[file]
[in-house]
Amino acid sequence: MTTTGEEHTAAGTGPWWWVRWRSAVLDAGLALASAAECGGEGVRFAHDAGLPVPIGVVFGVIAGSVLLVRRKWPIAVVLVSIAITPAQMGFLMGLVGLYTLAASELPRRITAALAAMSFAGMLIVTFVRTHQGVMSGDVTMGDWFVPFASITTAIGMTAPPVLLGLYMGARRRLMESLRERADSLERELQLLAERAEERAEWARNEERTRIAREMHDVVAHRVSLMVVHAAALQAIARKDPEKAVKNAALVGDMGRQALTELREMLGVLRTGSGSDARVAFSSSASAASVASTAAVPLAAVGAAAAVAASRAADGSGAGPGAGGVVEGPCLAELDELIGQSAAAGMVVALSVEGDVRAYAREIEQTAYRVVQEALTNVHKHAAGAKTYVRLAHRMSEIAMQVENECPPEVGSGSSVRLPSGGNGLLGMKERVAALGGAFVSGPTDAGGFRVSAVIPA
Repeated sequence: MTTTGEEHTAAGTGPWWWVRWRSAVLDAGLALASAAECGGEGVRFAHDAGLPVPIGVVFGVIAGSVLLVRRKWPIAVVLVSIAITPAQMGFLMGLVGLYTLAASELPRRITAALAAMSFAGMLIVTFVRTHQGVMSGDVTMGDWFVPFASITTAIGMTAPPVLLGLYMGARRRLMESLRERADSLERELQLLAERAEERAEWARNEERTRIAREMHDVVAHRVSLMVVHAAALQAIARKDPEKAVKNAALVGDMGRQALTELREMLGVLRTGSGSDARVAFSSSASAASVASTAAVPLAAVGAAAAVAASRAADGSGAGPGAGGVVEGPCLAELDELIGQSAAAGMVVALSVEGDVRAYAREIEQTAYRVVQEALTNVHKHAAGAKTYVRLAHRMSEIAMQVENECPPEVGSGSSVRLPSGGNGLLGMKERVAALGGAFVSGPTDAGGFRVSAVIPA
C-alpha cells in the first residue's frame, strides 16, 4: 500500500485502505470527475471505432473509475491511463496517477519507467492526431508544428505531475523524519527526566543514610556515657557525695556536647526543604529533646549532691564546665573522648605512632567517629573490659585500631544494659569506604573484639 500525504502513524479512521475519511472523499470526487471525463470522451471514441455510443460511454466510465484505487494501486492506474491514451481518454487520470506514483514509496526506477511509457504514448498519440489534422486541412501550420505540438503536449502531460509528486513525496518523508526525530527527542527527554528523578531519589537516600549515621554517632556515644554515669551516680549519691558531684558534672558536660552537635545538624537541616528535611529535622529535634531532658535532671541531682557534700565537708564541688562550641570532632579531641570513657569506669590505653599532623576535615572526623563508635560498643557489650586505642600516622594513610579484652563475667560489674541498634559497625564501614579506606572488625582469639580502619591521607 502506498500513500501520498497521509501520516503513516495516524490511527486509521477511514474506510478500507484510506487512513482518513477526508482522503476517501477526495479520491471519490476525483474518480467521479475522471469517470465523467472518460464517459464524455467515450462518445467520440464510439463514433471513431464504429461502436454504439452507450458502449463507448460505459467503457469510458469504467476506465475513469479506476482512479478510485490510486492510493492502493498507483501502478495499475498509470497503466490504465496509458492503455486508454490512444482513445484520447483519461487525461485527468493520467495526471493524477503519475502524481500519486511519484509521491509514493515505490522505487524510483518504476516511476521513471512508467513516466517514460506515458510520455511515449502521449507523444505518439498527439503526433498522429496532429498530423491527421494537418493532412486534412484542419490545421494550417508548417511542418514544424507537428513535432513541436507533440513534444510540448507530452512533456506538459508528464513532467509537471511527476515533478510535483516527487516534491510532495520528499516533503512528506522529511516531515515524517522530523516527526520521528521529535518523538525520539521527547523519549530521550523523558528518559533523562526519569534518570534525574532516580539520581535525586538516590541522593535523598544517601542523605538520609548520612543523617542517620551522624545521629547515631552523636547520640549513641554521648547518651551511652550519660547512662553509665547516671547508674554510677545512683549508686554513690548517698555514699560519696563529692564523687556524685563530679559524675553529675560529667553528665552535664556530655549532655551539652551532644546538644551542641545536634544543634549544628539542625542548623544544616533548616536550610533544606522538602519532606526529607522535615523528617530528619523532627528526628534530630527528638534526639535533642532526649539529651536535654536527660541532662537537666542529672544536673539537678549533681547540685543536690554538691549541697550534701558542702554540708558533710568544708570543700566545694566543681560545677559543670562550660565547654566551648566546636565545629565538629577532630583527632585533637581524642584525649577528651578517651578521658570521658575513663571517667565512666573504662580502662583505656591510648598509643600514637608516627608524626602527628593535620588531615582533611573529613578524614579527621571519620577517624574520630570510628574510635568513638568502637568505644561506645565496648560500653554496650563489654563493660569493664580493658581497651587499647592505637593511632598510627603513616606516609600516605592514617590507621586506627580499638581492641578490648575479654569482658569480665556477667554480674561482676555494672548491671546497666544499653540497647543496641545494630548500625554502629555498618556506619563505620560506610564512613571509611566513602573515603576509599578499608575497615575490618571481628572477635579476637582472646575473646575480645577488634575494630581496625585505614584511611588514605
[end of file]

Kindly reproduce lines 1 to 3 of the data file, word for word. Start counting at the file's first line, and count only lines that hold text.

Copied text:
[in-house]
Amino acid sequence: MTTTGEEHTAAGTGPWWWVRWRSAVLDAGLALASAAECGGEGVRFAHDAGLPVPIGVVFGVIAGSVLLVRRKWPIAVVLVSIAITPAQMGFLMGLVGLYTLAASELPRRITAALAAMSFAGMLIVTFVRTHQGVMSGDVTMGDWFVPFASITTAIGMTAPPVLLGLYMGARRRLMESLRERADSLERELQLLAERAEERAEWARNEERTRIAREMHDVVAHRVSLMVVHAAALQAIARKDPEKAVKNAALVGDMGRQALTELREMLGVLRTGSGSDARVAFSSSASAASVASTAAVPLAAVGAAAAVAASRAADGSGAGPGAGGVVEGPCLAELDELIGQSAAAGMVVALSVEGDVRAYAREIEQTAYRVVQEALTNVHKHAAGAKTYVRLAHRMSEIAMQVENECPPEVGSGSSVRLPSGGNGLLGMKERVAALGGAFVSGPTDAGGFRVSAVIPA
Repeated sequence: MTTTGEEHTAAGTGPWWWVRWRSAVLDAGLALASAAECGGEGVRFAHDAGLPVPIGVVFGVIAGSVLLVRRKWPIAVVLVSIAITPAQMGFLMGLVGLYTLAASELPRRITAALAAMSFAGMLIVTFVRTHQGVMSGDVTMGDWFVPFASITTAIGMTAPPVLLGLYMGARRRLMESLRERADSLERELQLLAERAEERAEWARNEERTRIAREMHDVVAHRVSLMVVHAAALQAIARKDPEKAVKNAALVGDMGRQALTELREMLGVLRTGSGSDARVAFSSSASAASVASTAAVPLAAVGAAAAVAASRAADGSGAGPGAGGVVEGPCLAELDELIGQSAAAGMVVALSVEGDVRAYAREIEQTAYRVVQEALTNVHKHAAGAKTYVRLAHRMSEIAMQVENECPPEVGSGSSVRLPSGGNGLLGMKERVAALGGAFVSGPTDAGGFRVSAVIPA